Aum Shinrikyo first hit headlines across the world on March 20th 1995, when members released the lethal nerve gas Sarin into Tokyo’s subway network. This devastating attack killed 12 people in the hectic morning rush hour. Reports of injuries and afflictions spread across the world, alongside the arrest of over 150 members of the group, including their leader, Shoko Asahara.
Born as Chizuo Matsumoto on March 2nd 1955 into a large, poor family in southern Japan, Asahara had a distinctive life. At an early age he suffered from infantile glaucoma, which cost him the sight in his left eye and severely damaged his right. His parents sent him away to a school for the blind, where he graduated in 1977. During his time at the school, Asahara realised that he had a distinct advantage over his peers. Whilst he had partial sight in his right eye, the majority of the other students were completely blind, and he used this to bully and manipulate them at any given opportunity. Learning how to manipulate others at such a young age appears to have been crucial in the development of Shoko Asahara, and he embraced the notion of being both feared and followed by his peers.
As Asahara grew into a teenager, he became an avid fan of the science-fiction genre; boasting to his classmates that one day he would eventually rule his own robot kingdom. After graduating in 1977, Shoko Asahara attempted to gain entry into one of Japan’s most prestigious universities, but was refused a place. After this rejection, he turned to the study of acupuncture, Chinese medicine and yoga and sought a life of spiritual clarity and honesty. He learned much of Nostradamus’ teachings, and soon became engrossed in the idea of an Armageddon to the point of obsession. His initial delusions began whilst he was meditating in his one room apartment in the Shibuya ward of Tokyo. In one delusion, Asahara claimed to be called the God of light, and was directed to start an army that would bring about the end of the world. He was destined to survive the apocalypse and emerge as the ultimate ruler of the new world that was to arise.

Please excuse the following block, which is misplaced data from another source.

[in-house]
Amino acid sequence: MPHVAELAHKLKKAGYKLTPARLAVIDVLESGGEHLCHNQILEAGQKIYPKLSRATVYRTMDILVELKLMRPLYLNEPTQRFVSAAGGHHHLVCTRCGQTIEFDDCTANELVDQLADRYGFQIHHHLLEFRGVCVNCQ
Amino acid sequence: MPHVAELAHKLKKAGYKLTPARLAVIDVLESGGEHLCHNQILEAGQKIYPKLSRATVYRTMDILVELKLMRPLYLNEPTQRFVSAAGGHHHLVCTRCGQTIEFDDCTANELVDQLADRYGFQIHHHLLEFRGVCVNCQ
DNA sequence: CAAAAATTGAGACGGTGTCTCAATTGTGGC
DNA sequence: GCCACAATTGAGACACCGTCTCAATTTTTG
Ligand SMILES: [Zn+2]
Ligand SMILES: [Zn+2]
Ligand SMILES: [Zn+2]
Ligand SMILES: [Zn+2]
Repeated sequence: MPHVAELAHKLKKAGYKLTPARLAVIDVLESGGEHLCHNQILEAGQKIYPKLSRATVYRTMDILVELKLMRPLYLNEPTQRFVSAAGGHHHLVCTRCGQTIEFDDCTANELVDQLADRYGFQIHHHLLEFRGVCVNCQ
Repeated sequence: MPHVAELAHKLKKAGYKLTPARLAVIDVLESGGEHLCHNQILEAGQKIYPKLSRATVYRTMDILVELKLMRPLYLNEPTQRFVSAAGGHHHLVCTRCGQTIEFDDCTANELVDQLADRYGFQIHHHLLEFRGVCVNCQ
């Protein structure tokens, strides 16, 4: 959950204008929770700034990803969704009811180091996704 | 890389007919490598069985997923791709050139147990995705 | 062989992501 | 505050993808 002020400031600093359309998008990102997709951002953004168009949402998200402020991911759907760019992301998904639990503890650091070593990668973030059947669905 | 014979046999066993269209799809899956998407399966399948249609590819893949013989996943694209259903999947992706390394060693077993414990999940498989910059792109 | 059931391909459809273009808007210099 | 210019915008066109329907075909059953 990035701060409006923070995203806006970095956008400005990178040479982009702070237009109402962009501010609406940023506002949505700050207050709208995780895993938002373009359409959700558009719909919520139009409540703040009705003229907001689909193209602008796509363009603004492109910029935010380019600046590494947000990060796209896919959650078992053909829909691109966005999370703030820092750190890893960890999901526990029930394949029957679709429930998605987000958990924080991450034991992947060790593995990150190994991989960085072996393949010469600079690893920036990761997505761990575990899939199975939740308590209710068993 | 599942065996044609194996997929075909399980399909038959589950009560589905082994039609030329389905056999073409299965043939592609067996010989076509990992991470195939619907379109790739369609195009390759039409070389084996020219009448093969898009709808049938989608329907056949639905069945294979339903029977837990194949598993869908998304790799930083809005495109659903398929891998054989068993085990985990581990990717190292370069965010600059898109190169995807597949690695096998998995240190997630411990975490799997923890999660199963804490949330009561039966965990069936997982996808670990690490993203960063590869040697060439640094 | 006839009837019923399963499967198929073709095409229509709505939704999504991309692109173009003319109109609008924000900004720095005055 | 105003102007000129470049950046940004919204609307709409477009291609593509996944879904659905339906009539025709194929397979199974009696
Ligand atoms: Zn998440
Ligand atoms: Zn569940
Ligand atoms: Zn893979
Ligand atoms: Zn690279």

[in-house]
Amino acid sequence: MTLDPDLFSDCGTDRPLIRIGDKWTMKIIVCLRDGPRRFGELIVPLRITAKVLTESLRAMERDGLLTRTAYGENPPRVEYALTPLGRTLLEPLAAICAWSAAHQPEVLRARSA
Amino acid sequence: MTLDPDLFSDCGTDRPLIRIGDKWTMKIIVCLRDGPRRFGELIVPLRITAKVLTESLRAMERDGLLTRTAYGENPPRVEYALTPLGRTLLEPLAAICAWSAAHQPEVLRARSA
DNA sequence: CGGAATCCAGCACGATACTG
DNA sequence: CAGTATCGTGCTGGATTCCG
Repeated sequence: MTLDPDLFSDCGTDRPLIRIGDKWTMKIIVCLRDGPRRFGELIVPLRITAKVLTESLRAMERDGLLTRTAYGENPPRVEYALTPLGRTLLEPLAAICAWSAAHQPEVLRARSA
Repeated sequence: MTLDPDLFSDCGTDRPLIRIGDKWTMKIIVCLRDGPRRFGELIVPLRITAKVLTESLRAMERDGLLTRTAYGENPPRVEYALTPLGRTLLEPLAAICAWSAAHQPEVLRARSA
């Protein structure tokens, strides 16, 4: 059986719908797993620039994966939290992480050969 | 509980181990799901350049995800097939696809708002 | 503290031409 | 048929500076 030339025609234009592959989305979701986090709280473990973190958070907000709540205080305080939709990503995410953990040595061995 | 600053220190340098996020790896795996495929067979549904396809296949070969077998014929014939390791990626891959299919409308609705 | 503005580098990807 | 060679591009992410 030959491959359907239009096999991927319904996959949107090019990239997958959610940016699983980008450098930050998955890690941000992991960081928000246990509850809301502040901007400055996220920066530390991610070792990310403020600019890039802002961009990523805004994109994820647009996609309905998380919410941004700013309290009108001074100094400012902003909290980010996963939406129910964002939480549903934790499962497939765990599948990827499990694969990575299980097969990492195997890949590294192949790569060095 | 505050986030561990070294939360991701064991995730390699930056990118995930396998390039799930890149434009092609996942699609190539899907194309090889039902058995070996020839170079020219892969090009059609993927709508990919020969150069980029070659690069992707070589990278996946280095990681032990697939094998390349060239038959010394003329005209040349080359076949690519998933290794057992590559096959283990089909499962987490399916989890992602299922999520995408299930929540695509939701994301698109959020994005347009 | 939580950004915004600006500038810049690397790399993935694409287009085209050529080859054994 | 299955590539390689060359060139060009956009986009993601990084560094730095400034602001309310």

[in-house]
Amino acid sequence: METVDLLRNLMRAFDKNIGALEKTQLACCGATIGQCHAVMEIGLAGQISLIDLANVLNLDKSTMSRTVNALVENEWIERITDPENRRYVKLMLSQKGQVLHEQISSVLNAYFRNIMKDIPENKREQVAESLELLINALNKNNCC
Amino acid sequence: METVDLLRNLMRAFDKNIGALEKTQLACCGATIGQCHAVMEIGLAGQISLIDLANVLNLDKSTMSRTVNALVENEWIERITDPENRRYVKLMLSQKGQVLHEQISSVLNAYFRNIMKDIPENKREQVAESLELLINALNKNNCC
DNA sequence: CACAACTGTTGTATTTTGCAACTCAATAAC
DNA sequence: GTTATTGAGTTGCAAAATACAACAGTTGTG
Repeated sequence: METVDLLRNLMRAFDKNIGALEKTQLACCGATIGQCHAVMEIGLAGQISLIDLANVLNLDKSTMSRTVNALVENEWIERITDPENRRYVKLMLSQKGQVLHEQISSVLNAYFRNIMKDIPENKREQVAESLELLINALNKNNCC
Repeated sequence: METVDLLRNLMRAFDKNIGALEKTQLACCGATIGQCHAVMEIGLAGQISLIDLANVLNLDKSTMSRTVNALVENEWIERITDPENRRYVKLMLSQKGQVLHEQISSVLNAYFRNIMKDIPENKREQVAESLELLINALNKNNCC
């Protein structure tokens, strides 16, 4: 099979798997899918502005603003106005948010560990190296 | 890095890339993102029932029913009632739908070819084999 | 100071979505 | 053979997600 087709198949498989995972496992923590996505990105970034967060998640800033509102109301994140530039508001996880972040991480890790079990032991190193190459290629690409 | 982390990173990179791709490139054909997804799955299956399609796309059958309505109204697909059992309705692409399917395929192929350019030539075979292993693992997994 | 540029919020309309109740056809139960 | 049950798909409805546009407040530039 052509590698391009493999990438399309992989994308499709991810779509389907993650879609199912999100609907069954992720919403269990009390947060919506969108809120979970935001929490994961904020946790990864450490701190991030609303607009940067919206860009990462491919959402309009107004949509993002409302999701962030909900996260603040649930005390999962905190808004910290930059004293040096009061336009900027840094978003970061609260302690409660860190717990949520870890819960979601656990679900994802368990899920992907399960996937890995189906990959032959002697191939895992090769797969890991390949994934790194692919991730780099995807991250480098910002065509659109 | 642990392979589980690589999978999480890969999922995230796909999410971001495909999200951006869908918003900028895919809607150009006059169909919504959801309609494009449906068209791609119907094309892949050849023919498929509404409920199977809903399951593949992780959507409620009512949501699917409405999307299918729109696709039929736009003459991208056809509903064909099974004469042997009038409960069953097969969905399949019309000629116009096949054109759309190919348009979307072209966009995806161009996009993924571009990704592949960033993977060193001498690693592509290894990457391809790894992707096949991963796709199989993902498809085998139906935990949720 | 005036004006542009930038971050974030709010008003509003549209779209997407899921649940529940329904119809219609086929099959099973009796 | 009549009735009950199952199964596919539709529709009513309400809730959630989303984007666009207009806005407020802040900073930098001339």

Asahara started teaching a meditation and yoga class known as ‘Aum club of Gods and Hermits,’ attracting people from across Japan to be apart of this growing group. In 1987 he officially changed his name to Shoko Asahara and formed a religion called Aum Shinrikyo, (translating as Supreme Truth) with him as the registered leader. This group was considerably popular with young graduates from prestigious universities, and soon became known by the Japanese media as the ‘religion for the elite.’ Shoko Asahara targeted those who were extremely intelligent, but were also considered as lost souls and were seeking meaning and spirituality in their lives.
The Aum Shinrikyo doctrine was based around a syncretism belief structure, combining selected aspects from Christianity, Buddhism, yoga and meditation and the teachings of Nostradamus.
Entwined among these beliefs was the ultimate reverence for the group leader, Shoko Asahara. Preaching to be Christ and the only fully enlightened master to exist since Buddha, Asahara convinced followers that he was to bring about the ending of the world. The only way for these people to survive the apocalypse was to follow him to salvation, and to the new world. The end of the world was foretold to be brought about by the US military, who would start World War III with Japan. Borrowing from The Book of Revelations; Asahara prophesied that the US was in fact The Beast, and it would eventually pounce and attack its prey: Japan.
The actual religious practices of Aum Shinrikyo remain extremely secretive, and information regarding this is seldom and sporadic. What is known is that they practised ancient teachings translated directly from Pali Sutras, and involved hallucinogens such as LSD along side extreme ascetic practices. Such an extreme form of abstinence dictated that group members suffer excruciatingly painful sufferings, including being hung upside down for long periods of time and electro shock therapy.
Using the scientists and engineers in his group, Asahara created a wired helmet that was to be placed on to the head of any new recruit as a part of their initiation. According to Aum, this would align the newcomers’ brain waves to Asahara’s, in order for them to gain a better understanding of his teachings and message. This procedure was labelled the Perfect Salvation Initiation (PSI,) and whilst we do not know if the helmet actually did anything to the brainwaves, it demonstrates the adoration and complete trust in their leader. In addition to the PSI, Asahara ordered members of his group to make masks of his face, and to go out in public wearing them to show their belief of his deity attributes.
Controversy Leading up to the Subway Sarin Incident